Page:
“new.bie” – noun, often attributive, meaning “newcomer” especially , a newcomer to cyberspace.
Newbie ponders the possibility for months, aligns the various childcare planets, still runs late, and shows up after the whole choir is assembled and Artistic and Musical Director Jen Rodgers Beach is nowhere to be found. This is already not going well. Is try-out really going to happen in front of the assembled choir, which includes music teachers and trained singers? Swear words come to mind, but um, it’s a church sanctuary. Moving on.
Newbie finds Jen, who has already been informed earlier by email about extreme nerves. “Please don’t take it personally if I don’t make eye contact.” Jen takes pity, and leads newbie to a scary large room with a ginormous organ thingy. (Did we mention that said newbie is neither a church-goer nor musically educated in any way shape or form – more on this later – and therefore given to descriptives such as “thingy”?)
Jen finds the several switches to turn on a light and said organ thingy. Newbie starts to wonder how graceless a dash for the exit might seem while Jen’s still turning on lights.
Newbie sings. And sings. And sings. “I see the mental anxiety, but your body and voice are actually quite relaxed!” says Jen, “That was an A flat. You’re a second soprano, with a nice fluty voice.” Hain? “Fluty, as opposed to reedy.” Okay, that description does actually make sense, lack of music education notwithstanding.
Newbie buys music from incredibly patient Mr. Foote, who finds change because newbie has none.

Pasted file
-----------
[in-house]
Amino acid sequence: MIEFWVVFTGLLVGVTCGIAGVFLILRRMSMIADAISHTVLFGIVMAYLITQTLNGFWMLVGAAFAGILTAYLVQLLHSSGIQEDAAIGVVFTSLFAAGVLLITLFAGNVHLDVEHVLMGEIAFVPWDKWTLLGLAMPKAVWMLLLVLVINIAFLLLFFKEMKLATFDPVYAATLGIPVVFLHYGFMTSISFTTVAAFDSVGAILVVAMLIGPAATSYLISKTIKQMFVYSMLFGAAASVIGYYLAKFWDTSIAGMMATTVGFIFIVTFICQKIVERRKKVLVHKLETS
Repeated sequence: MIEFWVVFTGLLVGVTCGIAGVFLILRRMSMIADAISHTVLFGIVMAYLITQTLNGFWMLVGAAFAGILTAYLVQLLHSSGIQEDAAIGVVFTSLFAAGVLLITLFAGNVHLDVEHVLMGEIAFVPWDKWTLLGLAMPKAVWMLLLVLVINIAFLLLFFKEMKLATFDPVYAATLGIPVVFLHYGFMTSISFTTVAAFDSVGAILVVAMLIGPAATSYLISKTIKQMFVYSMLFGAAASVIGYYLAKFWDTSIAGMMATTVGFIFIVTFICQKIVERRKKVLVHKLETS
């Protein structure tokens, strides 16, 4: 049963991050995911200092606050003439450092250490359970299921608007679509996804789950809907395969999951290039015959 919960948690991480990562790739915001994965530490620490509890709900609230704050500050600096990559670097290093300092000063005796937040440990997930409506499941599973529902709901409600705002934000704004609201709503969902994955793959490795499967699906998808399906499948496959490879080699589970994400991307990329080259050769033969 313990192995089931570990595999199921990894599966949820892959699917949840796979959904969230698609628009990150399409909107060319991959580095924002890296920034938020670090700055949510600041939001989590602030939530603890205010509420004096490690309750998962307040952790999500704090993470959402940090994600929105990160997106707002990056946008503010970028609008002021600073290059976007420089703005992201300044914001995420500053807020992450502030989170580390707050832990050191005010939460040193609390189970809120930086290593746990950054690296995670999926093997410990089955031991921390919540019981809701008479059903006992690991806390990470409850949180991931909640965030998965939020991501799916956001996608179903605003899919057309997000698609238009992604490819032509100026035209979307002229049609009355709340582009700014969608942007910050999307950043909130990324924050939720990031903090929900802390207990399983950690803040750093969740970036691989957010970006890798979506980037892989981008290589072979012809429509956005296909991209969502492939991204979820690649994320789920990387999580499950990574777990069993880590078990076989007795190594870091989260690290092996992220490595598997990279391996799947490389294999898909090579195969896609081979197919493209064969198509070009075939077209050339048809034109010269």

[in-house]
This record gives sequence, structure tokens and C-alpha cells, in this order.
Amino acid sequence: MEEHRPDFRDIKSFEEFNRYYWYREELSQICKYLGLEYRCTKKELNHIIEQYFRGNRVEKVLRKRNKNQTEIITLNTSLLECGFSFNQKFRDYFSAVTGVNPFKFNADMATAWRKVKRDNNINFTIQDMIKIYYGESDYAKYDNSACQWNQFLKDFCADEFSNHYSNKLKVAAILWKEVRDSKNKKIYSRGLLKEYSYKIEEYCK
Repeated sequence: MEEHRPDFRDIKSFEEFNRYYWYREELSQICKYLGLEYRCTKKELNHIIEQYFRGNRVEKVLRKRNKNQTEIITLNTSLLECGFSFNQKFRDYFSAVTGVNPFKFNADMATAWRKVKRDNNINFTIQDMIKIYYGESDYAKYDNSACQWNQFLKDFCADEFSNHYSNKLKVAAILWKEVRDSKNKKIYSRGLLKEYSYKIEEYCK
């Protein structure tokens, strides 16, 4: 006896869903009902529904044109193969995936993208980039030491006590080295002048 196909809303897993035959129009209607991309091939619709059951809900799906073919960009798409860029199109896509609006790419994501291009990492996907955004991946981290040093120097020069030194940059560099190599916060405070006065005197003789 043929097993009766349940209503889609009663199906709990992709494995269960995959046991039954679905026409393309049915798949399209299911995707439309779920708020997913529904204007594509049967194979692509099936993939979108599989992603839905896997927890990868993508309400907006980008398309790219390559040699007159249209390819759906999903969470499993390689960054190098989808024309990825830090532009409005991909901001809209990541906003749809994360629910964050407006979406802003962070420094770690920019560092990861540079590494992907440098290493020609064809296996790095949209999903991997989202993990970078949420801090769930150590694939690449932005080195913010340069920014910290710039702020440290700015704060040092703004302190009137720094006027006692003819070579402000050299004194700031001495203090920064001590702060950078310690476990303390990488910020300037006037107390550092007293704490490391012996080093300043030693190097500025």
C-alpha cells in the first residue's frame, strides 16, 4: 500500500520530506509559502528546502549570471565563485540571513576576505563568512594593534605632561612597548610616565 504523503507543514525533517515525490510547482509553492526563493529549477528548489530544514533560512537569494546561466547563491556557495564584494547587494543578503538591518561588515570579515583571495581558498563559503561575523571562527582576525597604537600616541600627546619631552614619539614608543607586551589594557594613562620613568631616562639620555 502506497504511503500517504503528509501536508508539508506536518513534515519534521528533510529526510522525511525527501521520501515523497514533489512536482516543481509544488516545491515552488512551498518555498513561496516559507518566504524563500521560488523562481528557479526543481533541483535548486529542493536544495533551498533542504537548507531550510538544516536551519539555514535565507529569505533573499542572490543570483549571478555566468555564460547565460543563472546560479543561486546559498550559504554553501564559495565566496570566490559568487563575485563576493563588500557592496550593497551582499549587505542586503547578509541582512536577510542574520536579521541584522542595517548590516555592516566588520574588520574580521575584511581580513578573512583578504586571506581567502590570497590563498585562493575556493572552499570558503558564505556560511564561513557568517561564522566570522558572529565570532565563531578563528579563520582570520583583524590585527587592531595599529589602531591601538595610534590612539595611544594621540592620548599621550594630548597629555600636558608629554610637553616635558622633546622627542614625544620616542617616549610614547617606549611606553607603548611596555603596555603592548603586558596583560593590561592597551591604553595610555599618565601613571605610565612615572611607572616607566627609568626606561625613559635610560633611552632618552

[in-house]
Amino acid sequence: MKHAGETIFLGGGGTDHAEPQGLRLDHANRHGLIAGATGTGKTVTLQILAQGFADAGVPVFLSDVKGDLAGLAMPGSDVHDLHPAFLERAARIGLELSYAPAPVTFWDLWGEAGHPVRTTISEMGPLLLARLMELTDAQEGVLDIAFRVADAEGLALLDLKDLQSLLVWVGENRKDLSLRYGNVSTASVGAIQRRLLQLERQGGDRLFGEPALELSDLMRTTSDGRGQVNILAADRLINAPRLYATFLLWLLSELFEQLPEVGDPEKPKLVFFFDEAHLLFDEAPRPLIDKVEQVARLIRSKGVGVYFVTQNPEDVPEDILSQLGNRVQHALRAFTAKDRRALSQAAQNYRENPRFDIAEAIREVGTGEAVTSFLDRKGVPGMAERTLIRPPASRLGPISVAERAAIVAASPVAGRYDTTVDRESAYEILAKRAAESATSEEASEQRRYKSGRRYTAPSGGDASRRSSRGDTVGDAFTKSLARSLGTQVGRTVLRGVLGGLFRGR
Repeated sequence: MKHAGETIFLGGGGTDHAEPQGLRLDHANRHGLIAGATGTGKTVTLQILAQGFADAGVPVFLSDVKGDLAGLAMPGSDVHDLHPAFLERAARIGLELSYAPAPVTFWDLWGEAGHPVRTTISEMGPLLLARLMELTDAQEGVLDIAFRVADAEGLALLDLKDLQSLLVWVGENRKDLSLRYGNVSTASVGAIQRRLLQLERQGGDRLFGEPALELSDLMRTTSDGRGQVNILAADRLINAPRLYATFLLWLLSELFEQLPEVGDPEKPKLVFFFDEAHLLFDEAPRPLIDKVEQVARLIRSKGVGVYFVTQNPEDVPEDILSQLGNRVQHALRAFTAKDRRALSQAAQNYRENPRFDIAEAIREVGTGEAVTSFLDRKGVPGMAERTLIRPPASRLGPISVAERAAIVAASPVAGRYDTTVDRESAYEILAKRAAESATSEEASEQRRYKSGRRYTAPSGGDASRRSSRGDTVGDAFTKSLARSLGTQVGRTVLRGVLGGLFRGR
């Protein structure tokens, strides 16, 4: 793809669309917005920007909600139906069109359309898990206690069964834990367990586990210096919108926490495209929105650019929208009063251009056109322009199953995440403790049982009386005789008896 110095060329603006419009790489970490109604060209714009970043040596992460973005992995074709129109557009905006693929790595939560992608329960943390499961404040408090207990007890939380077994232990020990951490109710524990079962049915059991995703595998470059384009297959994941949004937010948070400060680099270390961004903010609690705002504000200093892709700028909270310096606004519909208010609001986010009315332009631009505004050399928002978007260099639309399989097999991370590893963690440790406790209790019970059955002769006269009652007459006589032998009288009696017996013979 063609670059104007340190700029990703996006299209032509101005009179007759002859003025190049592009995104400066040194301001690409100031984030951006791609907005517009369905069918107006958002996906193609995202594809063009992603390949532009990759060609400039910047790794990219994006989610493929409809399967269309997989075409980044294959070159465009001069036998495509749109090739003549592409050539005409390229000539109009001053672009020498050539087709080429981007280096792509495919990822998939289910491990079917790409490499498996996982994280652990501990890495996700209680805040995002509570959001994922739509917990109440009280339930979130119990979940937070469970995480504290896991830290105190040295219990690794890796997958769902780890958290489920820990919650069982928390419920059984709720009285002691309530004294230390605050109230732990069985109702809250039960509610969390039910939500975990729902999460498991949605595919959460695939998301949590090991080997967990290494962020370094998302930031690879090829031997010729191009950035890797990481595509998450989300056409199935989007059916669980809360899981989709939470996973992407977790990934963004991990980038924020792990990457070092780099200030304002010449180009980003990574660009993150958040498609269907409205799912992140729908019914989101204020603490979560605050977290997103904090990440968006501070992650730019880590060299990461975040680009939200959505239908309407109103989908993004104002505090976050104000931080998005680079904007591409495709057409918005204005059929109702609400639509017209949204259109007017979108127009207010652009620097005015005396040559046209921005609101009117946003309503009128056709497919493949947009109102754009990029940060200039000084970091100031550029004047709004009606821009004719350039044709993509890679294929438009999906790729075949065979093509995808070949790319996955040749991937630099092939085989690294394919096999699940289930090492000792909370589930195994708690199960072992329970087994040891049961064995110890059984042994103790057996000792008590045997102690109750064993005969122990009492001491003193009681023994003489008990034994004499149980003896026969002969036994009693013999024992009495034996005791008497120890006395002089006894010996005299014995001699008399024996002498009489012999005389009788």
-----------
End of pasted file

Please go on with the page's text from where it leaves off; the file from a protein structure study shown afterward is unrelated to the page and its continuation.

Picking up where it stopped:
Newbie finally joins the choir. It’s a choir. Which means people do things together and are friendly. And everyone seems to have a ton of fun chatting, and there’s really good give and take between VCS Accompanist, Mark Vogel, Jen, and various choristers as people talk about the last event, Aesop’s, which was not only successful but just a lot of fun with Sabrina Mandell and Mark Jaster of Happenstance Theater.
Newbie begins to sing with the choir during warm-ups. The last choir experience – not including a week in grad school where classwork obliterated all other activity – was 6th grade. It’s been a long time but the warmth and joy of singing in a choir come right back. This is why we sing – to lose ourselves in music, to be part of a whole, to be happy in song. Oh yeah, and choirs are far more forgiving than the shower, where every flat note bounces right off a hard surface, thereby driving home any general lack of, say, talent. Unless you’re ridiculously loud and totally off key here, a misstep here and there doesn’t jar the ear. Because you’re surrounded by the voices that can sing, and the harmony that a choir produces.
The choir works through two pieces of the next concert. Newbie is coming face to face with the lack of musical know-how. “I’m gonna get kicked out …” mutters newbie. Fellow second soprano and VCS Board President Lisa Robinson says, “Oh no, that’s why we have 10 weeks to rehearse.” It’s hard work – for a newbie – exploring the intricacies of Clif Hardin’s “Timor Mortis Conturbat Me.” And that last high note is really impossible. This second soprano thing has got to be a mistake.
Practice ends, and the Jen and newbie discuss the upshot of open rehearsal.
Jen: “How’d it go?”
Newbie: “I love it, but I just can’t make that last high note.”
Jen: “But you’re a second soprano, why are you singing that last line?”
Newbie: “Aren’t I supposed to?”
Jen: “You’re a second soprano. Not a first.”
Newbie: “Uhm, uh, I don’t really know how to read music and I have no idea what all the notes mean. I’m just following along.”
Jen: “Ah, well, you’re a second soprano. So you just sing what’s on the second line with the swirly.”
Oh! Right then.
And so another newbie joins the choir.
VCS holds open rehearsal four times a year, in plenty of time for each performance. There have been plenty of newbies, and VCS continues to sound really good for a non-audition choir.
Our next performance is Clif Hardin’s Requiem, May 21, 2011. Open rehearsal for this event, our last of the 2010-2011 season continues for another two weeks.
As you can see, newbies are welcome.